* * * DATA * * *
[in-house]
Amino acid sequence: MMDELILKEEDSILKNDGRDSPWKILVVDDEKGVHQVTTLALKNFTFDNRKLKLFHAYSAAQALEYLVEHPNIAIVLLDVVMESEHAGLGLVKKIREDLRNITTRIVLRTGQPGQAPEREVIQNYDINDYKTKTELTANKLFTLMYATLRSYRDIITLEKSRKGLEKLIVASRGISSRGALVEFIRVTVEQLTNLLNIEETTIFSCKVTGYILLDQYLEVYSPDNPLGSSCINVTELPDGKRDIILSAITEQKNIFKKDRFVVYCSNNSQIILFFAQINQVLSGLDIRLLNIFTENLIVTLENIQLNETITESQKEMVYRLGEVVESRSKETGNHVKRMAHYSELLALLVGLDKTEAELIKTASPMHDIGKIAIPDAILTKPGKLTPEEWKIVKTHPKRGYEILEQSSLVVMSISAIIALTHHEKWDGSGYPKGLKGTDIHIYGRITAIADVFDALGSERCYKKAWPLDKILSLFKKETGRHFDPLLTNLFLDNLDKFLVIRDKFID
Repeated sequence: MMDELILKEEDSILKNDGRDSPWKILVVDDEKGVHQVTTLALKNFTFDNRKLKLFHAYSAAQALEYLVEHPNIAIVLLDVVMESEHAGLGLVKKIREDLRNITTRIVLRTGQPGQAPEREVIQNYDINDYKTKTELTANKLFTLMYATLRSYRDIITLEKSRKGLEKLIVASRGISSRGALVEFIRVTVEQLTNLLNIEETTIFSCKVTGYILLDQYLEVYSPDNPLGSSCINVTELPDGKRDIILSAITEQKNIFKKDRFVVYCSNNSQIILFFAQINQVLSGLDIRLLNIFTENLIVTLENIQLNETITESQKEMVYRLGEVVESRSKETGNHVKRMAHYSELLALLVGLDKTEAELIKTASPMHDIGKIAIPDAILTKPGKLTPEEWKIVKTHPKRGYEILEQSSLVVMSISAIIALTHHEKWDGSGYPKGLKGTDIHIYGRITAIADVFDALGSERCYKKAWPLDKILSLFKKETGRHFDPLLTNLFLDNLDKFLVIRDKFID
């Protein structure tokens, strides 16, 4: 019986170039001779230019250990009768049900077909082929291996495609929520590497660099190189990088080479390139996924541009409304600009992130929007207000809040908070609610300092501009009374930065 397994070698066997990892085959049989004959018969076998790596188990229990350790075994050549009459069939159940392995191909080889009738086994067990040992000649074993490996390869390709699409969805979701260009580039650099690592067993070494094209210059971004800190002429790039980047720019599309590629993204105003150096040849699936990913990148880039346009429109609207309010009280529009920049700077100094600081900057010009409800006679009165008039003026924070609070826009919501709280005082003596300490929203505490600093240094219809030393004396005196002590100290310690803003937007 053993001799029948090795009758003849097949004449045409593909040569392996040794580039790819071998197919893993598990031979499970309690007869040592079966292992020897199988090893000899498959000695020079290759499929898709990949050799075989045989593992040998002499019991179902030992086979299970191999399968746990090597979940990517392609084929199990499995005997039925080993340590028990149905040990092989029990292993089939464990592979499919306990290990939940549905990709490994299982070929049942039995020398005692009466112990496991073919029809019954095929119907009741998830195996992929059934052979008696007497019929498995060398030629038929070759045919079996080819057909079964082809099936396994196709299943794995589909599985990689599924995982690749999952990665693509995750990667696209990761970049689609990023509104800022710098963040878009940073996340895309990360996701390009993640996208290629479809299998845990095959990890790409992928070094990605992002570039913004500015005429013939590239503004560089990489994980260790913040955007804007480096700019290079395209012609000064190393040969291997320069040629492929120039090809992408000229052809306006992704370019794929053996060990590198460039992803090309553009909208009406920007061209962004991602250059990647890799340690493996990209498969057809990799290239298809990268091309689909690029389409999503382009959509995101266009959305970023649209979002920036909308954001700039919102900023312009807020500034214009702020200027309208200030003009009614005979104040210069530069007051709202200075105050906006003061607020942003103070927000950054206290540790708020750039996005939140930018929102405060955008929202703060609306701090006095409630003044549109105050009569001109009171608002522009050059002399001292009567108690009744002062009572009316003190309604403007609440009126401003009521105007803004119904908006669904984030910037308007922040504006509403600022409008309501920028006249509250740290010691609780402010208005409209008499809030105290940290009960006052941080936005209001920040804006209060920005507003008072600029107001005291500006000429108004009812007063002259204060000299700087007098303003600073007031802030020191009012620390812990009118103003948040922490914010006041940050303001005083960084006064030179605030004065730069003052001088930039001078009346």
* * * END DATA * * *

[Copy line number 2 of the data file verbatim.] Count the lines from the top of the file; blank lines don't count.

Amino acid sequence: MMDELILKEEDSILKNDGRDSPWKILVVDDEKGVHQVTTLALKNFTFDNRKLKLFHAYSAAQALEYLVEHPNIAIVLLDVVMESEHAGLGLVKKIREDLRNITTRIVLRTGQPGQAPEREVIQNYDINDYKTKTELTANKLFTLMYATLRSYRDIITLEKSRKGLEKLIVASRGISSRGALVEFIRVTVEQLTNLLNIEETTIFSCKVTGYILLDQYLEVYSPDNPLGSSCINVTELPDGKRDIILSAITEQKNIFKKDRFVVYCSNNSQIILFFAQINQVLSGLDIRLLNIFTENLIVTLENIQLNETITESQKEMVYRLGEVVESRSKETGNHVKRMAHYSELLALLVGLDKTEAELIKTASPMHDIGKIAIPDAILTKPGKLTPEEWKIVKTHPKRGYEILEQSSLVVMSISAIIALTHHEKWDGSGYPKGLKGTDIHIYGRITAIADVFDALGSERCYKKAWPLDKILSLFKKETGRHFDPLLTNLFLDNLDKFLVIRDKFID